Maja Smrekar is this year’s winner of the prestigious Golden Nica award at the Ars Electronica in Linz.
Nova Gorica City Gallery


17:00 Closing tour and ceremony - Tina Lanišek: Do you know your food?

The artist will present her intermedia, performance-based, molecular cuisine event in collaboration with Adis Volk from the JB restaurant in Ljubljana.
Nova Gorica City Gallery

A Truly Magical Moment

Božidar Zrinski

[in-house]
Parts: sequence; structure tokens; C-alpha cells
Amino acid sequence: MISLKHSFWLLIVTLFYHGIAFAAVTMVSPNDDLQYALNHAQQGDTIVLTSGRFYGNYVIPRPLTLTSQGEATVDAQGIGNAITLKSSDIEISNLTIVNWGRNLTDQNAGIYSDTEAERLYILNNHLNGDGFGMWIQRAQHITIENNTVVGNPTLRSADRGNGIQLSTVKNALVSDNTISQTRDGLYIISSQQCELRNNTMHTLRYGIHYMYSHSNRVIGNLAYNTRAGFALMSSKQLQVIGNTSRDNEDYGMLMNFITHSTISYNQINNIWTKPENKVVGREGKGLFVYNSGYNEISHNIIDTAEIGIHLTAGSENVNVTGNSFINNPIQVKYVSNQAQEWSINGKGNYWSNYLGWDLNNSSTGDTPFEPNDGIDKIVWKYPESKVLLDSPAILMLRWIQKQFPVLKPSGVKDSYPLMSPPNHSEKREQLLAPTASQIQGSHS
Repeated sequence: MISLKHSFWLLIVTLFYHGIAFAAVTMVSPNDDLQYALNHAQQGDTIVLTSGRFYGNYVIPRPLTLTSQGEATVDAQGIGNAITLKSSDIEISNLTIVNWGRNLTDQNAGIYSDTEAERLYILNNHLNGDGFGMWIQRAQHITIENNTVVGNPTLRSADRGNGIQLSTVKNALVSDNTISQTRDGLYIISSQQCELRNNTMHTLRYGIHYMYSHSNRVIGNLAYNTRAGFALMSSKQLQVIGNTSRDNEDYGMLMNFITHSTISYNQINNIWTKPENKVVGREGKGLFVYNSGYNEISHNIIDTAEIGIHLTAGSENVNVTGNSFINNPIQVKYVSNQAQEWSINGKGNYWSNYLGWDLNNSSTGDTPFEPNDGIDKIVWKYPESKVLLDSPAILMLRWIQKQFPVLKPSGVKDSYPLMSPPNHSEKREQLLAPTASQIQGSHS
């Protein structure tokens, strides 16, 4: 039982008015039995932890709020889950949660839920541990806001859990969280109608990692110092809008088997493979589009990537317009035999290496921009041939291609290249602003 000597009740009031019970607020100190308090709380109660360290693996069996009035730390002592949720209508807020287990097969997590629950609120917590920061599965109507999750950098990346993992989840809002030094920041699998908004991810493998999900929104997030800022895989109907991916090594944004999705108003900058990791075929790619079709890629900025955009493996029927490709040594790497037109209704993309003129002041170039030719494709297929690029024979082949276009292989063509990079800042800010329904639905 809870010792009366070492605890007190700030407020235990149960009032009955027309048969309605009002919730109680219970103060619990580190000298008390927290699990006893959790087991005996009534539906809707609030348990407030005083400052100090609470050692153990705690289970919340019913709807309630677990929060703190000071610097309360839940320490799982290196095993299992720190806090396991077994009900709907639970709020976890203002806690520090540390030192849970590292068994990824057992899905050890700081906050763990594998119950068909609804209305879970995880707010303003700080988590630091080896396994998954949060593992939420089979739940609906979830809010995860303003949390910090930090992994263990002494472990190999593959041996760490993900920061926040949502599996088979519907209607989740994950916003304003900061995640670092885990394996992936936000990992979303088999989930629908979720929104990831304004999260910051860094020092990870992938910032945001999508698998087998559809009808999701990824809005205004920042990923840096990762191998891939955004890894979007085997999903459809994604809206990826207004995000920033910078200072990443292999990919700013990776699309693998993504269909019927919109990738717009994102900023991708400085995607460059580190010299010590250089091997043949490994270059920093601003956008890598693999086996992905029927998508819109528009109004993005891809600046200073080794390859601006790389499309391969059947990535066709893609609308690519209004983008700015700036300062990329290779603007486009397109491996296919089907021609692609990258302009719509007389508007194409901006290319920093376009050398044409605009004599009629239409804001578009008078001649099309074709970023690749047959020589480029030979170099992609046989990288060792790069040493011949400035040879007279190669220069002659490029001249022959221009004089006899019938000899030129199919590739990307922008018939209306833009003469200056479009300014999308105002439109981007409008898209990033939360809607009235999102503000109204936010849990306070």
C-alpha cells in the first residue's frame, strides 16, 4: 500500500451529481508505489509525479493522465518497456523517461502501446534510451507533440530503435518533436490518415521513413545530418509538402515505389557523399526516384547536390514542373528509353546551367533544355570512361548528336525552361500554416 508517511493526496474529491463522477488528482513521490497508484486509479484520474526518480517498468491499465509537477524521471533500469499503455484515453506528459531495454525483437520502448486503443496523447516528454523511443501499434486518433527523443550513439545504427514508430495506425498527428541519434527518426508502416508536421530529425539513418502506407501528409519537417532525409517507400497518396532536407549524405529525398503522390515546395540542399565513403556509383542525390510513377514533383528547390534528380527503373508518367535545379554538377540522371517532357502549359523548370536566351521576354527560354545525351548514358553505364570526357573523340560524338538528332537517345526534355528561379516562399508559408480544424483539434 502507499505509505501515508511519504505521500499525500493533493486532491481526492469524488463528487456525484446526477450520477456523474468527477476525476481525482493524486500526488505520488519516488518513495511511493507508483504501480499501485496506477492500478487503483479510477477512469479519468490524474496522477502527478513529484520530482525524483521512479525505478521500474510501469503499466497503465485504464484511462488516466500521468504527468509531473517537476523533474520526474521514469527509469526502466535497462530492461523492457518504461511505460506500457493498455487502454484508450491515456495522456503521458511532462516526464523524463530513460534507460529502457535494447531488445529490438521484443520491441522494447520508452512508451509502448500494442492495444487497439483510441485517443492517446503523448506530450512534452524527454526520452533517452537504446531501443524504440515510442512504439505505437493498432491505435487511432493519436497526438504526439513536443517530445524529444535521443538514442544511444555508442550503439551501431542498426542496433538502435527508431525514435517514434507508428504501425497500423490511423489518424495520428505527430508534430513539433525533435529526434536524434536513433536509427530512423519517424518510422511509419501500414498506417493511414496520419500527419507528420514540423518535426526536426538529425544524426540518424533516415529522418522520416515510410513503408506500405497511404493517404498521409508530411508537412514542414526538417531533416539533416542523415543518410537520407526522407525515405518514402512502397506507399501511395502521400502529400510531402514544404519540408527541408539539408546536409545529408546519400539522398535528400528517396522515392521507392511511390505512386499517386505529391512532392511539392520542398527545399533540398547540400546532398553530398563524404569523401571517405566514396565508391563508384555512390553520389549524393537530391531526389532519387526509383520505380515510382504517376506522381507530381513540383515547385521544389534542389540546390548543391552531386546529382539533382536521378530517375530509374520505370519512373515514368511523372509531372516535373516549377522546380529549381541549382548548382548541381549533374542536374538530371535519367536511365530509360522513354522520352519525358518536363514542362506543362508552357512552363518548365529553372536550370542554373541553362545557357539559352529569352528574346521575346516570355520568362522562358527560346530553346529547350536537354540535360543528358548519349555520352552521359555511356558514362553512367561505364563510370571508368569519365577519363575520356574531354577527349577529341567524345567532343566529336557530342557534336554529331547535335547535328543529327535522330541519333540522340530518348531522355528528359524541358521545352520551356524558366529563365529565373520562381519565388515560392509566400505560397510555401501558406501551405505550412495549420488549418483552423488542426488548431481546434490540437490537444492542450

The festival title A Truly Magical Moment is taken from the namesake project by Adam Basante, one of the contributing artists, and appropriately marks the exhibition and the resulting situation, which sets up a platform for producing new projects, as well as an important stage for postproduction of previously realized projects. The exhibition proposes a narration of the works presented therein, and does not focus on any clearly-defined conceptual foundation. The art projects highlight various aspects of contemporary technology-focused society, art and politics. They explore the individual’s place in the social reality created through social networks, data processing practices, and the increasingly important picture archives. They also point out the individual’s sensory experience of space, they present their views on art history and culture, and question the reality we inhabit.